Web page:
First off, I’d like to give a big thank you to Jake, Amanda and Raygun Lounge for organizing these events, and giving us a reason to try out this crazy Big Sell Out format. They’re doing a great job building an alternative Netrunner scene in the Seattle area, and I know we can expect more crazy, fun events in the future at Raygun.
What is the Big Sell Out (BSO), you ask? It was originally cooked up as a Two-Headed Giant / 2 player team variant for original Netrunner. Each team consists of an “agent” (runner) & “sponsor” (corp), with the runner hosted in a special remote server. Separate credit pools, but the option to transfer creds between them for a click; separate agenda piles, but shared agenda points and 9 points to win. There was some play-testing, and subsequent modifications / errata made to update it for the A:NR card pool.
I’d read up on the Big Sell Out back in the days of original Netrunner, but never had a chance to try it, so I was very excited to be involved in its A:NR reboot.
The event was organized primarily through the Seattle Area Netrunner FB group, starting off with some qualifying tournaments at four stores / areas in the Seattle region, with the resulting champions invited to the final double-elimination event on 10/6/13 at Raygun Lounge:
– Veen & Riley, representing Green Lake Games
– Ben & Nicholas, representing Raygun Lounge
– Jake & Zac, as the host team
– and myself & Derek, representing Renton
Our team went with a fairly standard Weyland tag & bag, paired with my crazy, resource-heavy Andy. We built our decks to be decent on their own (playing standard Netrunner), and actually didn’t have any opportunity to playtest them in BSO before the tournament.
Decks Created with CardGameDB.com Android: Netrunner Deck Builder
Weyland Consortium: Building a Better World (Core)
Total Cards: (49)
Corporate War (Future Proof) x3
Project Atlas (What Lies Ahead) x3
Hostile Takeover (Core) x3
Posted Bounty (Core) x2
Government Contracts (A Study in Static) x1
Snare! (Core) x3 ■■
Cerebral Overwriter (Creation and Control) x1 ■■
Jackson Howard (Opening Moves) x2 ■
Shadow (Core) x3
Enigma (Core) x3
Bastion (Creation and Control) x2
Caduceus (What Lies Ahead) x3
Ice Wall (Core) x3
Chimera (Cyber Exodus) x2
Archer (Core) x2
Scorched Earth (Core) x3
Hedge Fund (Core) x3
Beanstalk Royalties (Core) x3
Green Level Clearance (A Study in Static) x3 ■
SEA Source (Core) x1 ■■
Total Agenda Points: 20
Influence Values Totals –
The Weyland Consortium: 31
Andromeda: Dispossessed Ristie (Humanity’s Shadow)
Total Cards: (45)
Sure Gamble (Core) x2
Hostage (Opening Moves) x3
Inside Job (Core) x2
Levy AR Lab Access (Creation and Control) x1 ■■■
Retrieval Run (Future Proof) x1 ■■
Account Siphon (Core) x3
Dirty Laundry (Creation and Control) x3
Doppelganger (A Study in Static) x2
Snitch (Cyber Exodus) x2
Crypsis (Core) x1
Femme Fatale (Core) x2
Data Leak Reversal (Future Proof) x3 ■
Joshua B. (Cyber Exodus) x1 ■■■
John Masanori (Opening Moves) x2
Daily Casts (Creation and Control) x2
New Angeles City Hall (Future Proof) x2
Crash Space (Core) x3
Access to Globalsec (Core) x3
Underworld Contact (A Study in Static) x3
Same Old Thing (Creation and Control) x2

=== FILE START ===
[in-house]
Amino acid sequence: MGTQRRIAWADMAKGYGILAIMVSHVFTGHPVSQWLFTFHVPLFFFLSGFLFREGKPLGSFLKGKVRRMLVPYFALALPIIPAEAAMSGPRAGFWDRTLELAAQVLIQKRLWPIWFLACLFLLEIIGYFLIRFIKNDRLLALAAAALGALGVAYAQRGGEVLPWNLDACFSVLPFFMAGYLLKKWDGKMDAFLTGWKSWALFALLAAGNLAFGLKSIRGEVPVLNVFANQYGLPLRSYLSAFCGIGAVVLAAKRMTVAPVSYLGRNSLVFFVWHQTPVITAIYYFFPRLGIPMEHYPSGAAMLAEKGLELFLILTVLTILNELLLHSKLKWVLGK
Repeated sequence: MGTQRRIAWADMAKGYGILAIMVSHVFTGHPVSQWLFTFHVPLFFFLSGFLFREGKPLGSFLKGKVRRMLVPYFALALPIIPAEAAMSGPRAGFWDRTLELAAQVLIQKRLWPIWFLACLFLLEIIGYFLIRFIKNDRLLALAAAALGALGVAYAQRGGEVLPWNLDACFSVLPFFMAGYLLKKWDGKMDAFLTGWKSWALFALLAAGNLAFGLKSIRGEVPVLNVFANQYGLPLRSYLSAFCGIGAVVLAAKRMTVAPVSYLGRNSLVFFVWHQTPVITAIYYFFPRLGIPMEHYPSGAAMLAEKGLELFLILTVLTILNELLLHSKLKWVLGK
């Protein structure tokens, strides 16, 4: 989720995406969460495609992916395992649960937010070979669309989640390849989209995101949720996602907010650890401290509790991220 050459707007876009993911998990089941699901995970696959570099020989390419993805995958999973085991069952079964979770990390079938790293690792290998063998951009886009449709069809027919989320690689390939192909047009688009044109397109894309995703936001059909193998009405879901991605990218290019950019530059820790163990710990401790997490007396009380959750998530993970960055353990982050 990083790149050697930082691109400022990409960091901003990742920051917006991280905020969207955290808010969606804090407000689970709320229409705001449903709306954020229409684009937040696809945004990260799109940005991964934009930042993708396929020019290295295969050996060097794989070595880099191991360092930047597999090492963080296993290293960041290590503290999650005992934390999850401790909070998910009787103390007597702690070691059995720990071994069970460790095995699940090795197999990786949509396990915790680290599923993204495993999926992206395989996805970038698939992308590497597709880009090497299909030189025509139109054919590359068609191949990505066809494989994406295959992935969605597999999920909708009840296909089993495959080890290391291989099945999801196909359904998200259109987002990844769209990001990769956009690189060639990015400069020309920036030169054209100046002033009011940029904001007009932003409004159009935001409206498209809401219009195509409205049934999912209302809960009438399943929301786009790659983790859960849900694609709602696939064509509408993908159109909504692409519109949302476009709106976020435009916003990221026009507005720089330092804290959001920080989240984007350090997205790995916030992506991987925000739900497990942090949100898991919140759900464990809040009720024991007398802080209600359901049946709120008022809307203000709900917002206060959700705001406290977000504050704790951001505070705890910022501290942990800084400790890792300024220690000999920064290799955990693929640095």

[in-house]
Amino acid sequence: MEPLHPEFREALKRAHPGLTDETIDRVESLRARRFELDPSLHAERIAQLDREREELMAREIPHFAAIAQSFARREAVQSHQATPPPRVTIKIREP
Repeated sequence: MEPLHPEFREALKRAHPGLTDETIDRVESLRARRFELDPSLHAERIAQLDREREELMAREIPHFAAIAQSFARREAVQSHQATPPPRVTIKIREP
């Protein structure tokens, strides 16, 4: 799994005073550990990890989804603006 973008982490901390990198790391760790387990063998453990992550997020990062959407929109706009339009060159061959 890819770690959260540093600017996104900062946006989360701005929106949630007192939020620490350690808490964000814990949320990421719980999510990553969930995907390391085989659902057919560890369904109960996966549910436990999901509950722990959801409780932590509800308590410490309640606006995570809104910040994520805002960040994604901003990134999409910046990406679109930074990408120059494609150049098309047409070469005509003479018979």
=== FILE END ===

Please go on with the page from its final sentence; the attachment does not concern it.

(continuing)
Professional Contacts (Creation and Control) x1 ■■
The Helpful AI (What Lies Ahead) x1 ■■
Influence Values Totals –
I’d originally tried this concept out with Noise, but Hostage + drawing a quarter of the deck with Andy helps get more of the combos together, Account Siphon + Same Old Thing is just cruel, and her link econ means you can potentially sustain 5-click turns with Joshua B. indefinitely. Anyways, I really hope it doesn’t become a legitimate archetype, because apparently it is incredibly annoying to play against. (while playtesting, I had to promise one of our regulars I would never play it against him again after decking him out of a stalemated board)
Bringing her to BSO, the idea was to basically go for all the win conditions we could: stealing, scoring, flatlining and milling. BSO’s agent server shenanigans seemed like a good reason to try out the frustratingly non-interactive combo of John Masanori + Data Leak Reversal, lots of weird synergizing cards (Doppelganger, Snitch, Crash Space, Joshua B. + New Angeles City Hall), drip econ, and Account Siphon. Minimal reliance on programs, (besides Femme, which is expensive to steal) along with tag evasion / subsidized removal meant less threat from the opposing runner. Doppelganger also added the potential to stick 5 tags on the runner in a single turn for a surefire sleazy alley-oop. And I actually managed to cheat Femme out with Retrieval Run in every game of the tournament.
On to the tournament:
Match 1: Zac (HB:EtF) & Jake (Andromeda), host team.
My deck and Jake’s Andy decks turn out to be completely different, but equally eccentric; using Xanadu, Rook, and Cortez Chip, Jake was able to make rezzing ice painfully expensive: At one point, we had to rez Ice Wall for 6 creds.
Our side made a good number of mistakes; we neglect to ice HQ and take a turn one Account Siphon. So while Veen & Riley seemed to win their game in about 10-20 minutes, we pushed our game close to the 65 minute mark. Later in the game, with Derek hard-pressed to keep up with the economic warfare, I flash-rezzed Caduceus to side-step Cortez for a run, which turned out to be another mistake: Flash-rezzed ice derezzes post-run. Jake used his last click to get back in, and scored a double advanced Government Contract.
This brought them to something like 7 agenda points, and I’m wasn’t sure if we still have a chance, when Derek drew Scorch #2 with his mandatory, then over-advanced Atlas by one & scored it. Bag? Check. Time to pull a BSO tag-team maneuver: I hit the agent server hard, and stuck 3 tags. Jake, perhaps over-confident in his single Plascrete, went hunting in R&D for the last agenda they needed to win, and came up blank. Three Scorches melted through a full hand and Plascrete, for the first sleazy win of the day.
Match 2: Veen (NEXT Design) & Riley (Gabe), Green Lake Games.
We were both pretty sure we were going to lose this match before it started. Veen had won the Seattle regionals, and Riley’s big CK tournament win had also been featured here on Stimhack; both Derek and I had read these tales of glory and learned to fear & respect their Netrunner expertise. Oh, by the way, this was Derek’s first tournament, and my 2nd. So yeah. Reputation advantage: Not us.
Anyways, Riley’s deck could have been the same deck used in the CK tournament, because we saw very little of it: They won the toss, went first, and Veen installed ice on HQ, runner server and a remote with NEXT Design’s head start, added more ice to the remote, installed what I later learned was SanSan in the runner server, and installed Melange in the other remote. Riley rezzed Melange, used it, and clicked passed to send it all back to Veen, who now had 16 credits.